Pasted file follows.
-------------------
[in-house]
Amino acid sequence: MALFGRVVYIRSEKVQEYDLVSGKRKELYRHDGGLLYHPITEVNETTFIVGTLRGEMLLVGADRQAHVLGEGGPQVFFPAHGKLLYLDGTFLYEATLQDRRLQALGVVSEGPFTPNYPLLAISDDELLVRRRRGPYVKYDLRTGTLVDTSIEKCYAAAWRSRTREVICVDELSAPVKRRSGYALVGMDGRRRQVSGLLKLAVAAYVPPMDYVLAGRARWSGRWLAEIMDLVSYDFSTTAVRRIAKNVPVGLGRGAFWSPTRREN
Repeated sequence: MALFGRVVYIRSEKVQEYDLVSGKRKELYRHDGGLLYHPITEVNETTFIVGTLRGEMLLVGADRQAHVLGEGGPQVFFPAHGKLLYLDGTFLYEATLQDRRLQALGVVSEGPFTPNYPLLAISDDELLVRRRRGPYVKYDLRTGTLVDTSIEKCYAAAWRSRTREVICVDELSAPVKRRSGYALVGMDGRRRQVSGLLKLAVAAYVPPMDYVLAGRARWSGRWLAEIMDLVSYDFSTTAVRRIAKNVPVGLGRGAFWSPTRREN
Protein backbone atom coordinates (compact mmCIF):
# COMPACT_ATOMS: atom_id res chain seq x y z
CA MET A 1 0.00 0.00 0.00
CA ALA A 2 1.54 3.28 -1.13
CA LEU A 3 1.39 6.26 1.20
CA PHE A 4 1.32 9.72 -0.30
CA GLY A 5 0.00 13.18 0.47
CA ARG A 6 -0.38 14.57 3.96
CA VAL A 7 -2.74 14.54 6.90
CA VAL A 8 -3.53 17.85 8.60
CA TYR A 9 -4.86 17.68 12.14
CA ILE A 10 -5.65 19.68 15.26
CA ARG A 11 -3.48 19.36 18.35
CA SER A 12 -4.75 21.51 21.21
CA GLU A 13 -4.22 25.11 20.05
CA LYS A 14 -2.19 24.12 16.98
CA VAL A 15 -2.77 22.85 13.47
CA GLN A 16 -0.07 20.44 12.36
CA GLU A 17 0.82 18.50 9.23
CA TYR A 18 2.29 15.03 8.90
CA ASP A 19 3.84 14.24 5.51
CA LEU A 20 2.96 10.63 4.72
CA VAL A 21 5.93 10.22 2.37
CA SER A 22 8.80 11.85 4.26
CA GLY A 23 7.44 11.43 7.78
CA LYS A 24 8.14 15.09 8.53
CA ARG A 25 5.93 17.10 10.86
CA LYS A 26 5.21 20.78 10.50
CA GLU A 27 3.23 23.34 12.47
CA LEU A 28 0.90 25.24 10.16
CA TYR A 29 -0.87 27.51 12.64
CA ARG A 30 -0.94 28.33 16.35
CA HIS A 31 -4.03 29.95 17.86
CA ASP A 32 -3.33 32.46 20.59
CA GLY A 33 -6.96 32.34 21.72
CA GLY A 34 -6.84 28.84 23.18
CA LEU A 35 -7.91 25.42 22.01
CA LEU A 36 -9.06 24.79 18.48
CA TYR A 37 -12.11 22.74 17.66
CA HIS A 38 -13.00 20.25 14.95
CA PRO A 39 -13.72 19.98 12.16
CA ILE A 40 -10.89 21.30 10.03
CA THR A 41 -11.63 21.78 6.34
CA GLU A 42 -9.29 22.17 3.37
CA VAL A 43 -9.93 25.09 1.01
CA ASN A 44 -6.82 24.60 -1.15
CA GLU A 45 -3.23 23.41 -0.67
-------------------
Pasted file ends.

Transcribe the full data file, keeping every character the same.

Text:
[in-house]
Amino acid sequence: MALFGRVVYIRSEKVQEYDLVSGKRKELYRHDGGLLYHPITEVNETTFIVGTLRGEMLLVGADRQAHVLGEGGPQVFFPAHGKLLYLDGTFLYEATLQDRRLQALGVVSEGPFTPNYPLLAISDDELLVRRRRGPYVKYDLRTGTLVDTSIEKCYAAAWRSRTREVICVDELSAPVKRRSGYALVGMDGRRRQVSGLLKLAVAAYVPPMDYVLAGRARWSGRWLAEIMDLVSYDFSTTAVRRIAKNVPVGLGRGAFWSPTRREN
Repeated sequence: MALFGRVVYIRSEKVQEYDLVSGKRKELYRHDGGLLYHPITEVNETTFIVGTLRGEMLLVGADRQAHVLGEGGPQVFFPAHGKLLYLDGTFLYEATLQDRRLQALGVVSEGPFTPNYPLLAISDDELLVRRRRGPYVKYDLRTGTLVDTSIEKCYAAAWRSRTREVICVDELSAPVKRRSGYALVGMDGRRRQVSGLLKLAVAAYVPPMDYVLAGRARWSGRWLAEIMDLVSYDFSTTAVRRIAKNVPVGLGRGAFWSPTRREN
Protein backbone atom coordinates (compact mmCIF):
# COMPACT_ATOMS: atom_id res chain seq x y z
CA MET A 1 0.00 0.00 0.00
CA ALA A 2 1.54 3.28 -1.13
CA LEU A 3 1.39 6.26 1.20
CA PHE A 4 1.32 9.72 -0.30
CA GLY A 5 0.00 13.18 0.47
CA ARG A 6 -0.38 14.57 3.96
CA VAL A 7 -2.74 14.54 6.90
CA VAL A 8 -3.53 17.85 8.60
CA TYR A 9 -4.86 17.68 12.14
CA ILE A 10 -5.65 19.68 15.26
CA ARG A 11 -3.48 19.36 18.35
CA SER A 12 -4.75 21.51 21.21
CA GLU A 13 -4.22 25.11 20.05
CA LYS A 14 -2.19 24.12 16.98
CA VAL A 15 -2.77 22.85 13.47
CA GLN A 16 -0.07 20.44 12.36
CA GLU A 17 0.82 18.50 9.23
CA TYR A 18 2.29 15.03 8.90
CA ASP A 19 3.84 14.24 5.51
CA LEU A 20 2.96 10.63 4.72
CA VAL A 21 5.93 10.22 2.37
CA SER A 22 8.80 11.85 4.26
CA GLY A 23 7.44 11.43 7.78
CA LYS A 24 8.14 15.09 8.53
CA ARG A 25 5.93 17.10 10.86
CA LYS A 26 5.21 20.78 10.50
CA GLU A 27 3.23 23.34 12.47
CA LEU A 28 0.90 25.24 10.16
CA TYR A 29 -0.87 27.51 12.64
CA ARG A 30 -0.94 28.33 16.35
CA HIS A 31 -4.03 29.95 17.86
CA ASP A 32 -3.33 32.46 20.59
CA GLY A 33 -6.96 32.34 21.72
CA GLY A 34 -6.84 28.84 23.18
CA LEU A 35 -7.91 25.42 22.01
CA LEU A 36 -9.06 24.79 18.48
CA TYR A 37 -12.11 22.74 17.66
CA HIS A 38 -13.00 20.25 14.95
CA PRO A 39 -13.72 19.98 12.16
CA ILE A 40 -10.89 21.30 10.03
CA THR A 41 -11.63 21.78 6.34
CA GLU A 42 -9.29 22.17 3.37
CA VAL A 43 -9.93 25.09 1.01
CA ASN A 44 -6.82 24.60 -1.15
CA GLU A 45 -3.23 23.41 -0.67